The role of disciplinarian is not one that sits comfortably with Carlo Ancelotti. As Chelsea manager, he is forced to become the hard taskmaster every now and then whenever his players step out of line, but it is not something he does with any great conviction.
Ancelotti would have much preferred yesterday to be discussing the tactical ins and outs of tonight's Premier League contest with Manchester United, instead of the latest indiscretion by one of his highly paid players. However, given the nature of life at Chelsea it is only a matter of time before someone drops the club in the mire again and he has to instil a sense of order and – to the best of his ability – lay down the law.
Ancelotti's default mode when put on the spot is to arch his left eyebrow and look thoughtful; not to read the riot act. He was out fighting fires yesterday, following the weekend's revelations that Ashley Cole had accidentally fired an air gun and shot a young student on work placement at the club's training ground in Cobham, Surrey.
Cole is reported to have fired at Tom Cowan, 21, by mistake from a distance of just five feet, thinking the .22 rifle was not loaded. Mr Cowan, who is a sports science student at Loughborough University, was struck in the side by the pellet and was treated by the club's doctors. Surrey Police have contacted the club as they investigate if any criminal offence has been committed.
The joke doing the rounds at the club's training ground yesterday was that Mr Cowan was unlucky it hadn't been Fernando Torres with his finger on the trigger, as the £50m striker would surely have missed. It is no laughing matter for Chelsea, however, who stand accused of failing to exert discipline over their star-studded dressing room.
It led to an uncomfortable press conference for Ancelotti yesterday, who ended up giving out mixed messages. The manager said the club took what had happened very seriously, and said he had spoken to Cole about the incident, for which the player has been fined. But with the next breath he also paid tribute to Cole for being "one of the best professionals I've met in my career" and described the shooting as "not a good thing to do".
Ancelotti said: "If things happen in the training ground, mistakes, then I have to take action. To read that Cobham is out of control though is totally wrong. I've been a manager for 20 years and one of the most important things is discipline. To have that you have to observe the rules. One player, Ashley, made a mistake.
"When he said sorry he was really disappointed. What do we have to do now? Kill him? No. We have to support him. It would be very different if he had not said sorry. We are not happy because he stepped over the line, but we have to support him. We are really disappointed for the guy who was involved and was a victim of this. But things are not out of control.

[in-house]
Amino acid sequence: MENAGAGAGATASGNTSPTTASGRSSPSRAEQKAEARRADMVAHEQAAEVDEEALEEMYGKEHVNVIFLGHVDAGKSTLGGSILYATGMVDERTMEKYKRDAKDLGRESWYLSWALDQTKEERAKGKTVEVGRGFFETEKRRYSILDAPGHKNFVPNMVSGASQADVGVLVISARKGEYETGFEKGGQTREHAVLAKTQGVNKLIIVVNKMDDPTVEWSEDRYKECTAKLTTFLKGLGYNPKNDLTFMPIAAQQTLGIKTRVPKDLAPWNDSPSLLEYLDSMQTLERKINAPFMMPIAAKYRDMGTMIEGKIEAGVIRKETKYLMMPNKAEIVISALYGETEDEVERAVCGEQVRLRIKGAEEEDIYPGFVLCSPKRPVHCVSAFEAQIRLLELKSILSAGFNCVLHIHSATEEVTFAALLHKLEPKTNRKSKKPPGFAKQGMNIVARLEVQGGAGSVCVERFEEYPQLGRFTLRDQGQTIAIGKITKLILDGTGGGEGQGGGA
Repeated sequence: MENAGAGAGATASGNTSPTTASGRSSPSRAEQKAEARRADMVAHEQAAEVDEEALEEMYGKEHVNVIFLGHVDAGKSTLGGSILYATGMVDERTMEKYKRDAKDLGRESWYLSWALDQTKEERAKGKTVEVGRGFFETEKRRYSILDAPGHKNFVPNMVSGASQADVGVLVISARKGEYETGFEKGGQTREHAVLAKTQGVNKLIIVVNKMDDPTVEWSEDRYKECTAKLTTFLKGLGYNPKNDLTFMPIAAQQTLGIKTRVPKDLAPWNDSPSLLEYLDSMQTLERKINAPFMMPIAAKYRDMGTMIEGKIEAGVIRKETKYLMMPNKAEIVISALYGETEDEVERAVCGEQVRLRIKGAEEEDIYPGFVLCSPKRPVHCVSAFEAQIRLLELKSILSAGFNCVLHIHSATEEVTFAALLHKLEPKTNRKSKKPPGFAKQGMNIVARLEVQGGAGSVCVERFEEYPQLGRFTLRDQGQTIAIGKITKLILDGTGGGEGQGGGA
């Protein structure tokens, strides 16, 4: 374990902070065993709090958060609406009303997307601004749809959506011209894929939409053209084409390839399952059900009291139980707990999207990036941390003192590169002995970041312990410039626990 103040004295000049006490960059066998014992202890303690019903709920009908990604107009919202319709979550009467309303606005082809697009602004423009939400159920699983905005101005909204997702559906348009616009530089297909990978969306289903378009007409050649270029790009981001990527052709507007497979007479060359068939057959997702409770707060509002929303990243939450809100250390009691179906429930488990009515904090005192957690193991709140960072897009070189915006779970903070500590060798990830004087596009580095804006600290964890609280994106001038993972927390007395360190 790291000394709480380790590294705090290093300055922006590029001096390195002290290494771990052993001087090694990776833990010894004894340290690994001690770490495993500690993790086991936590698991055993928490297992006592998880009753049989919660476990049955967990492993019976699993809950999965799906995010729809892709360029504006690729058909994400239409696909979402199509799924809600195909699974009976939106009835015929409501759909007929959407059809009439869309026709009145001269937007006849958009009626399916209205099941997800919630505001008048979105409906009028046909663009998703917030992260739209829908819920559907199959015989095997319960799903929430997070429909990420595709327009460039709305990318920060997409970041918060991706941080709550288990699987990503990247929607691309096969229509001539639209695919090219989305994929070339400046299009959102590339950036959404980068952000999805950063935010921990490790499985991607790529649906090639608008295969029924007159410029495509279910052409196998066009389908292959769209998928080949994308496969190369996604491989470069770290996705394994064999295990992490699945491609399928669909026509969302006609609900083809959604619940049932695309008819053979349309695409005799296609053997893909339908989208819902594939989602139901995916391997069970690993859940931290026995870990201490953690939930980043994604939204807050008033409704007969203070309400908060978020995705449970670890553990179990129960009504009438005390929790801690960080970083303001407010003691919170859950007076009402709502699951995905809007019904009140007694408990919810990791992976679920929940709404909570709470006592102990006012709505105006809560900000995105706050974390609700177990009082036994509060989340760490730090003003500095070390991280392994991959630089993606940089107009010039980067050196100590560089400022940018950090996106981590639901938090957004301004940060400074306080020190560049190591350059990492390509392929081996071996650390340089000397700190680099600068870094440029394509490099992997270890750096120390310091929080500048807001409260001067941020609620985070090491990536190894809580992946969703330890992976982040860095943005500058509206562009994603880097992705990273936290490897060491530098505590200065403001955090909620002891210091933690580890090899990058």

"I am angry, obviously. I'm not happy. But now I have to explain this is not a good thing to do. I maintain the same idea about him [Cole]: he's a good player but a good man, also. For this reason, that he's a good man, we have to be fair. I hope to be fair with my players. I want to have a good relationship with them, but this does not mean there is no discipline here. We have rules."
It was a confused and contradictory performance by the manager, designed to appease owner Roman Abramovich, who has in the past personally intervened when players have overstepped the mark, but at the same time not alienate himself from the dressing room. Sources close to Cole have claimed that the incident has been blown out of proportion, and Ancelotti had to be mindful of not over-reacting. He made it clear that Cole would play tonight when Chelsea host league leaders Manchester United.
The news of the shooting – which occurred on 20 February but only became known on Sunday – deflected attention from the importance of tonight's game for Chelsea, who are currently languishing in fifth place. Ancelotti confessed he is uncertain which combination of formation and personnel to use, undecided whether to try to dominate possession with a 4-3-3 system, or play 4-4-2 and hit United on the counter-attack. Either way, Torres is sure to start despite failing to score in his three appearances following his British record transfer. He is likely to be partnered by Nicolas Anelka, with Didier Drogba again left on the bench.
Ancelotti said: "Obviously for a striker it's important to score. But, above all in the last game, he [Torres] played very well. He had four opportunities to score and was denied by the goalkeeper and he moved very well for the team. He'd have preferred to score, but he will.
"Anelka can show his quality when he has space and, at home, it's more difficult for him to find the space. It depends on the behaviour of the team during the game. Against United, we won't have a lot of space but, if we can move well at the right time, we can find the space to counter-attack them. He can show his quality."